Technological Stupidity

We just got cable and Internet access from a well-known cable company. Yesterday, a rainy Sunday, seemed like a good day to rig up my laptop to the cable Internet, and install a wireless system.

The goal was to make things more convenient for me, and speed up my Internet access, so I would no long wait three hours to upload a two-minute YouTube video of a LOL Cat or something.

Jeff was there to help. Or more precisely, to do it for me, since I’m the Coyote to technology’s Road Runner: When I tangle with technology, it always ends badly for me.

Frankly, I’m surprised Jeff didn’t run screaming from the house within a half hour of starting the effort. Everything seemed to go wrong with whatever we tried to rig up. When things go wrong, I rant.

As per usual, I don’t have a very optimistic view of a technological project. “This isn’t going to work. Let’s give up,” I kept saying in a bitter tone of voice, as one failure after another accumulated.

By contrast, Jeff, once confronted by an impossible challenge, doesn’t give up until he succeeds. “I won’t let an inanimate object defeat me” he intoned darkly, like Clint Eastwood before a shootout in a violent Western.

He managed to stay on hold with Comcast for a half hour without cursing. How can anyone stay on line and listen to that chirpy woman say, “Please hold Your call is very important to us,” over and over?  If the call was that important, somebody would pick up.

To me, holding like that is worse than waterboarding. To Jeff, it was nothing more annoying than the fly that was buzzing around the room.

Finally, a very helpful Comcast technician got on the line and figured out how to connect my Laptop to the Comcast system. Jeff looked smug, especially since I had told him 1,347,297 times in that hour of dealing with Comcast that this will never work and we should give up.  In fact, it did work.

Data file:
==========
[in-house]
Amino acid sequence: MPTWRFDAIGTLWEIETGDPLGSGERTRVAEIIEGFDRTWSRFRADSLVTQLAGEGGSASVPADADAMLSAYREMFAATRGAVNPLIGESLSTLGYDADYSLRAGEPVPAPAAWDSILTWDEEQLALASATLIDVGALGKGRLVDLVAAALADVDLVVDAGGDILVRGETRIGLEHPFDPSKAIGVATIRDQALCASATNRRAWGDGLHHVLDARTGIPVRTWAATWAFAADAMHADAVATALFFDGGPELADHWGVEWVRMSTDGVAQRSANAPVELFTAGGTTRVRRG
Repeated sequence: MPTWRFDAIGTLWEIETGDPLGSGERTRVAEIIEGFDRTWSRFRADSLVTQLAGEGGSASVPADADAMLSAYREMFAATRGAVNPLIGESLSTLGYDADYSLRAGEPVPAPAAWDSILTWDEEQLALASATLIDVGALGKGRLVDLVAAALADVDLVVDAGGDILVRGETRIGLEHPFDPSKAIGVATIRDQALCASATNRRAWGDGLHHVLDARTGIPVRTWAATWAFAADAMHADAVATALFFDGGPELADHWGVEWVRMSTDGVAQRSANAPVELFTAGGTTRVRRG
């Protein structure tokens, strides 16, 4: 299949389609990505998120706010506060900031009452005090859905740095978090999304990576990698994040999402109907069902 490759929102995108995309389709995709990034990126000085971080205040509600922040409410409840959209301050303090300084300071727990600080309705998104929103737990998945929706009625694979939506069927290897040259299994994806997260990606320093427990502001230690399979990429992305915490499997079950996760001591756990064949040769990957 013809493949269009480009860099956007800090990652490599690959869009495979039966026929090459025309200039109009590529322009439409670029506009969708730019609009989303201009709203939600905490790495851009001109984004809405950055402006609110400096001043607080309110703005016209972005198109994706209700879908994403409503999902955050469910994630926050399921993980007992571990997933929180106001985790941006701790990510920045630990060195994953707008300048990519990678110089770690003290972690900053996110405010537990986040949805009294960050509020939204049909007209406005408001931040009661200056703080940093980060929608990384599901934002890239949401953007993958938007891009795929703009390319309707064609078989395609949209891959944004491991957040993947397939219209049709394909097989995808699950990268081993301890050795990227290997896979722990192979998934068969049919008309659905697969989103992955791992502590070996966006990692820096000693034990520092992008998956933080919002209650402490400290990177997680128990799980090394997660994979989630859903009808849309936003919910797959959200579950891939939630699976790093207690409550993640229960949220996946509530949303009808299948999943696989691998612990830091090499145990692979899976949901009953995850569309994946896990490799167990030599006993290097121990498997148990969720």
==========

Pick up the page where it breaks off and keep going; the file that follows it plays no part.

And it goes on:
Next, we had to connect my laptop to a router. Jeff said the salesman he bough the router from said it was so easy to set up even his grandmother could do it.

The salesperson didn’t tell Jeff the grandmother was Director of The World’s Most Complicated Stuff at Dell or some other damn computer place. We couldn’t make the router work.  I just kept getting error messages. “My whole damn life is an error message,” I whined.

Jeff, sick of my whining, fed me popcorn and banished me from the room. Jeff stayed on  hold again when he called customer support. “Please hold. Your call is very important to us.”


Finally, a very helpful Netgear technician came on the line. Turned out all this frustration came about because Jeff and I neglected to press one little button hidden in the back of the router.

So, as usual, one has to be patient to make even the simplist technology project.  Like three hours of patient, which is a tall order for me.  If it’s not right in five minutes, I just throw big, heavy and inexpensive objects at whatever is broken.

But, after three hours,  everything was hooked up and working fine. Videos download like a dream.

Jeff also seemed to weather my technological meltdown remarkably well. The twitches I induced in him seem to be diminishing and there’s a chance he might actually recover from my whining, thrashing and other negativity. One can only hope.

I guess I’ll never get a job designing rockets for NASA, that’s for sure.

One Response to “Technological Stupidity”

  1. jeff modereger Says:

    Me thinks you exaggerate a bit, but then, I’m still laughing.I love your imagery of me as Clint facing down an inanimate object….”OK punk, you feeling lucky. Are you? HUH? Go ahead. Make my day”.

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